... where visionaries, game changers, and challengers discuss business models
Very Interesting to note the different approaches taken by HBS & MIT to Entrepreneurship.
HBS -> Identify a Pain Point -> Generate a Solution -> Monetize the solution
MIT -> Develop a technology -> Identify Applications -> Select a Go-To-Market Strategy
Where does the Business Model Generation fit into these two paths?
Given the nature of these two schools it is not hard to contemplate why their 'seed' approaches would be different; one on the traditional business school driver of customer pain, the other building around technology innovation. But they have a point of convergence in the need to make a sustainable business out of the idea, and that requires a workable business model.
What is potentially more interesting is the affect of external influencers on both of these schools. As you read through the article you see the shift happening in their approach to entrepreneurship from the 'old school' of a business plan with lots of numbers and projections, all of which are no more that wild guesses, to the launch fast, be flexible startup culture. This change reflects the growing influence from California of the customer development model of Steve Blank and the world wide movement of the lean startup camps and machines whose guru is Eric Ries. The rise of Startup Tribe and IdeaStorm are a reflection of what is happening elsewhere in the world of entrepreneurship and not a innovation of these schools. Concepts like 'pitch'. 'minimum viable product' and 'incubation' are these schools catching up, not leading.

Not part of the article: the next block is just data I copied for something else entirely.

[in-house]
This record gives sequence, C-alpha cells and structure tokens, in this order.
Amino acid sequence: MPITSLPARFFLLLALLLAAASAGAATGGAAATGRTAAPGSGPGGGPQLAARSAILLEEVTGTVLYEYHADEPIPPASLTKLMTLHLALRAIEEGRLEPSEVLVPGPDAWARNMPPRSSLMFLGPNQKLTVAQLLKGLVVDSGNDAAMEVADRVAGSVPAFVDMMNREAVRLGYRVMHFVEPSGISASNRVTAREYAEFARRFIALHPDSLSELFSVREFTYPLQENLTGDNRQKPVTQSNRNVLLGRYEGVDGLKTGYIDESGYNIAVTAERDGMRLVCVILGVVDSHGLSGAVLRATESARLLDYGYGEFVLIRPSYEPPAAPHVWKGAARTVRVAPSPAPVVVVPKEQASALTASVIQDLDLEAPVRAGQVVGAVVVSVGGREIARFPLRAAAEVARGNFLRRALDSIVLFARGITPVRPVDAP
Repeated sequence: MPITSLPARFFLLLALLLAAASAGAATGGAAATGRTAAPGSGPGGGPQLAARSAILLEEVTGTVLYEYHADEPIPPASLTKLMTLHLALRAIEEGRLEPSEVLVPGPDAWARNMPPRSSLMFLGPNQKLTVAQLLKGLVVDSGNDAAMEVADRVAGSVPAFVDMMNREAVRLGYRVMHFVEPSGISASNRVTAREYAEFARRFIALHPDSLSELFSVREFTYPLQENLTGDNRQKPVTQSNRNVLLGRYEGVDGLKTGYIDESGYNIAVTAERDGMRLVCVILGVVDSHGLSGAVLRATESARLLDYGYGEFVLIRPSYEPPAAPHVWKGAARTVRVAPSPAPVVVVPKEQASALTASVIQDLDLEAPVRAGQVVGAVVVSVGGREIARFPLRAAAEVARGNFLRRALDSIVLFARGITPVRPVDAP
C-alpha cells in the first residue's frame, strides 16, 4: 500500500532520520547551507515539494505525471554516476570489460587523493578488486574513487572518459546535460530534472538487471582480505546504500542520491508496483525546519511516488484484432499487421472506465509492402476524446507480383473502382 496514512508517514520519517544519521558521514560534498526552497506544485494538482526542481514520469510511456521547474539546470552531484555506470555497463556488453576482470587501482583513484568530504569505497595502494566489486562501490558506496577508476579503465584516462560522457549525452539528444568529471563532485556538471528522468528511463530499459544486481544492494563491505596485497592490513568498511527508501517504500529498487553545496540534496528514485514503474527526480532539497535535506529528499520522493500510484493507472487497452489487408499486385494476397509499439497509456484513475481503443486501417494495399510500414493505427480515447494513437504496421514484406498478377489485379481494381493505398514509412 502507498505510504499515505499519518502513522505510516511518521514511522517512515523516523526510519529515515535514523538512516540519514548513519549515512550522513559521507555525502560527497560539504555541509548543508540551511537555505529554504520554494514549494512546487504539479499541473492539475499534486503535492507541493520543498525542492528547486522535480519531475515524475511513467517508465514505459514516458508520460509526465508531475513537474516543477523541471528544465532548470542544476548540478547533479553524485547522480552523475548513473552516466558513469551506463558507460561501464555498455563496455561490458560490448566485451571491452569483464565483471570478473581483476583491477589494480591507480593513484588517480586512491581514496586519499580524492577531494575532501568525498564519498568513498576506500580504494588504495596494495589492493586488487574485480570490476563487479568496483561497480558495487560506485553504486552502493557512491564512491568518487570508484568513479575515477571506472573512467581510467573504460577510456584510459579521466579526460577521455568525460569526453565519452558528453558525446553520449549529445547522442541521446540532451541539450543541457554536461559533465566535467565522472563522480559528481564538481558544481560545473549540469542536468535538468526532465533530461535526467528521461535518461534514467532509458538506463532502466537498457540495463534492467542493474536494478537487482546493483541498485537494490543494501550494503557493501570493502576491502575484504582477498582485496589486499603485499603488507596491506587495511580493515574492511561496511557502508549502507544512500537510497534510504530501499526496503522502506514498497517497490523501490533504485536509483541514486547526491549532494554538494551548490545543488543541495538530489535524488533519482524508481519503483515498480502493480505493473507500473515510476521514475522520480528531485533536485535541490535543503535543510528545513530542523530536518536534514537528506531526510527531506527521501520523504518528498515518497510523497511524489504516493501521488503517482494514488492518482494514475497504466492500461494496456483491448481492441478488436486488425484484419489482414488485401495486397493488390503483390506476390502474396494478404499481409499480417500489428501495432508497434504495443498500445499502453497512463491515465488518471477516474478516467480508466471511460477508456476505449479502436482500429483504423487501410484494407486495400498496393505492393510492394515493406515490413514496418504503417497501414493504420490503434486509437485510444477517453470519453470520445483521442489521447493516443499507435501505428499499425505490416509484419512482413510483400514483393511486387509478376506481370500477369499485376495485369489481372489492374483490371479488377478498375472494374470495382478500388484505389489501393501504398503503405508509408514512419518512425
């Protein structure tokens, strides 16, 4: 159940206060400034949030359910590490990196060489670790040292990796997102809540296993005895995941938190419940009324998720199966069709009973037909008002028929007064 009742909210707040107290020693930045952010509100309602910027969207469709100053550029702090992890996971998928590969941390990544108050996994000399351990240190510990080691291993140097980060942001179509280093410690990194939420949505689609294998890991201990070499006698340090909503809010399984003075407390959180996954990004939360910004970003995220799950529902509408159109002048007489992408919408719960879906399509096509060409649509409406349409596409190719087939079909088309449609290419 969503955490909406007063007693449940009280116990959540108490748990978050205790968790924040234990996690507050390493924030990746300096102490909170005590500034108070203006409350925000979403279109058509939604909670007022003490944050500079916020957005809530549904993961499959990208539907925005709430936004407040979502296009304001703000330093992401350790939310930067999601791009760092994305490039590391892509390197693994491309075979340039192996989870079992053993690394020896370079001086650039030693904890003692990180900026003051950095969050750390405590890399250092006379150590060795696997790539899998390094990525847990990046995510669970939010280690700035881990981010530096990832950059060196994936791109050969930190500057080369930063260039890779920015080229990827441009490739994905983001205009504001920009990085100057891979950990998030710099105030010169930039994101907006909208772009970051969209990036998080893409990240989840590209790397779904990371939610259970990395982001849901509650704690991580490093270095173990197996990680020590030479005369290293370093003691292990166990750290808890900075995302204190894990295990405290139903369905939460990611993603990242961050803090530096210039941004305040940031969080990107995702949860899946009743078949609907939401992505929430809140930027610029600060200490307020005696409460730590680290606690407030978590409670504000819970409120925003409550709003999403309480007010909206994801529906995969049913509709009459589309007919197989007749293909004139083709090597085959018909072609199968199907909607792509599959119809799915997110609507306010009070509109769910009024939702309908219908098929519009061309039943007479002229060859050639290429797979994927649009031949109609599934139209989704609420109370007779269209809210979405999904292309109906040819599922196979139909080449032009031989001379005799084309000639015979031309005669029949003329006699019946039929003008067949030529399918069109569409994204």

For those who may not be familiar with Alex's work with Steve Blank, the canvas is an important part of the customer development model (CDM). A key element of Blank's CDM is the development of a viable business model. When he wrote the book he didn't have a good way to express the concept of a business model. Thus enter Osterwalder and Business Model Generation. In a recent correspondence with a professor at HBS, Blank referred to Osterwalder as "the guy who made business models accessible to students." In the CDM the canvas comes in at two critical junctions
First, at the stage of discovering if there is a viable business possible and the solution-market fit:
And second when the business has to be validated with the customers that often will result in 'pivoting' or rethinking the business model and maybe even the solution. This is necessary to complete before moving on to the execution and scaling of the business.
So where does BMG come into play in HBS and MIT, it should be at the point of conversion of taking a good idea and making it into a viable business. And these two schools are playing catch up to two very energetic, world-wide movements.
But that's just my opinion, I may be wrong.
@ Praveen, @Mike: Thanks for sharing.